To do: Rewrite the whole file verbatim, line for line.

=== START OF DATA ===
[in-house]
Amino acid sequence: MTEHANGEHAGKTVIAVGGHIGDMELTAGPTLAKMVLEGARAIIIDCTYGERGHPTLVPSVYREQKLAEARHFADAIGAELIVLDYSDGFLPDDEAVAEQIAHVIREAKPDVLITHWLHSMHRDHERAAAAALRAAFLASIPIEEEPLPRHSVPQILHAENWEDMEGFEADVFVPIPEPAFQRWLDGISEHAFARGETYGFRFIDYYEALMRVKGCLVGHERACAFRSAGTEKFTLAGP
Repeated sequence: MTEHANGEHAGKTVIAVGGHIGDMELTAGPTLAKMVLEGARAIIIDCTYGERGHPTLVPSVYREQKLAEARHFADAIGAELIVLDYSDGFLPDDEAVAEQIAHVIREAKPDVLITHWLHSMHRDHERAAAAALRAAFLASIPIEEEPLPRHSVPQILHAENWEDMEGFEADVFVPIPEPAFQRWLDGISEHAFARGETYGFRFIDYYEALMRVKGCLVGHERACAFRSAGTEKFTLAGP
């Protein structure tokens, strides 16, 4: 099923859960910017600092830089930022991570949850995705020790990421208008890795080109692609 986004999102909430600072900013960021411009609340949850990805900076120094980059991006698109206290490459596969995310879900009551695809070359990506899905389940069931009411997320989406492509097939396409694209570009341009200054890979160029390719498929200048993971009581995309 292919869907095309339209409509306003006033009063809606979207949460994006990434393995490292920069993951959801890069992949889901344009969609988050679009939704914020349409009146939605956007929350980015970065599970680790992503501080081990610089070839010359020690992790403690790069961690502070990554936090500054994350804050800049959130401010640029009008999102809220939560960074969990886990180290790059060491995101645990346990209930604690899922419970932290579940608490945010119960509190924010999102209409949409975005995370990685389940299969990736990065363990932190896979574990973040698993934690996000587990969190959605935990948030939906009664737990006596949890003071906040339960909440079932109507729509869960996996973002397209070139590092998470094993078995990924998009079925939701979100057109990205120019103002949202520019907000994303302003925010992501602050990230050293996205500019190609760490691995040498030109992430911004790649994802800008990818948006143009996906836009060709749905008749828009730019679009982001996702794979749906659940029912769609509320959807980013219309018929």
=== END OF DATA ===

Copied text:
[in-house]
Amino acid sequence: MTEHANGEHAGKTVIAVGGHIGDMELTAGPTLAKMVLEGARAIIIDCTYGERGHPTLVPSVYREQKLAEARHFADAIGAELIVLDYSDGFLPDDEAVAEQIAHVIREAKPDVLITHWLHSMHRDHERAAAAALRAAFLASIPIEEEPLPRHSVPQILHAENWEDMEGFEADVFVPIPEPAFQRWLDGISEHAFARGETYGFRFIDYYEALMRVKGCLVGHERACAFRSAGTEKFTLAGP
Repeated sequence: MTEHANGEHAGKTVIAVGGHIGDMELTAGPTLAKMVLEGARAIIIDCTYGERGHPTLVPSVYREQKLAEARHFADAIGAELIVLDYSDGFLPDDEAVAEQIAHVIREAKPDVLITHWLHSMHRDHERAAAAALRAAFLASIPIEEEPLPRHSVPQILHAENWEDMEGFEADVFVPIPEPAFQRWLDGISEHAFARGETYGFRFIDYYEALMRVKGCLVGHERACAFRSAGTEKFTLAGP
């Protein structure tokens, strides 16, 4: 099923859960910017600092830089930022991570949850995705020790990421208008890795080109692609 986004999102909430600072900013960021411009609340949850990805900076120094980059991006698109206290490459596969995310879900009551695809070359990506899905389940069931009411997320989406492509097939396409694209570009341009200054890979160029390719498929200048993971009581995309 292919869907095309339209409509306003006033009063809606979207949460994006990434393995490292920069993951959801890069992949889901344009969609988050679009939704914020349409009146939605956007929350980015970065599970680790992503501080081990610089070839010359020690992790403690790069961690502070990554936090500054994350804050800049959130401010640029009008999102809220939560960074969990886990180290790059060491995101645990346990209930604690899922419970932290579940608490945010119960509190924010999102209409949409975005995370990685389940299969990736990065363990932190896979574990973040698993934690996000587990969190959605935990948030939906009664737990006596949890003071906040339960909440079932109507729509869960996996973002397209070139590092998470094993078995990924998009079925939701979100057109990205120019103002949202520019907000994303302003925010992501602050990230050293996205500019190609760490691995040498030109992430911004790649994802800008990818948006143009996906836009060709749905008749828009730019679009982001996702794979749906659940029912769609509320959807980013219309018929």